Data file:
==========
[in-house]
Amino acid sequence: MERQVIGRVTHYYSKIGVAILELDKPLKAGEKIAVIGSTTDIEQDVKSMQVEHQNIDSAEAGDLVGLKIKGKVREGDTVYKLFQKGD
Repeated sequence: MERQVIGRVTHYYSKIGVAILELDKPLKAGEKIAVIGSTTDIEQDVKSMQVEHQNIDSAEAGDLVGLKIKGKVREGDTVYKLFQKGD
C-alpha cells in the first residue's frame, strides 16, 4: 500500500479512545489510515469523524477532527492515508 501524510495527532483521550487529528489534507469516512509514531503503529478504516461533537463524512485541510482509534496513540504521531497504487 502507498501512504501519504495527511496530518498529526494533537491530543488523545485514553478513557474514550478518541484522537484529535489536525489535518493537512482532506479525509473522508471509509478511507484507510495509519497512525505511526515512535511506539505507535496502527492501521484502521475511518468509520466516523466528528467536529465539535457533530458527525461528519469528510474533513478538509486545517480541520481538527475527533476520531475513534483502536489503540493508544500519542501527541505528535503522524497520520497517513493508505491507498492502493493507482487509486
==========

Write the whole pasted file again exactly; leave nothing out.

[in-house]
Amino acid sequence: MERQVIGRVTHYYSKIGVAILELDKPLKAGEKIAVIGSTTDIEQDVKSMQVEHQNIDSAEAGDLVGLKIKGKVREGDTVYKLFQKGD
Repeated sequence: MERQVIGRVTHYYSKIGVAILELDKPLKAGEKIAVIGSTTDIEQDVKSMQVEHQNIDSAEAGDLVGLKIKGKVREGDTVYKLFQKGD
C-alpha cells in the first residue's frame, strides 16, 4: 500500500479512545489510515469523524477532527492515508 501524510495527532483521550487529528489534507469516512509514531503503529478504516461533537463524512485541510482509534496513540504521531497504487 502507498501512504501519504495527511496530518498529526494533537491530543488523545485514553478513557474514550478518541484522537484529535489536525489535518493537512482532506479525509473522508471509509478511507484507510495509519497512525505511526515512535511506539505507535496502527492501521484502521475511518468509520466516523466528528467536529465539535457533530458527525461528519469528510474533513478538509486545517480541520481538527475527533476520531475513534483502536489503540493508544500519542501527541505528535503522524497520520497517513493508505491507498492502493493507482487509486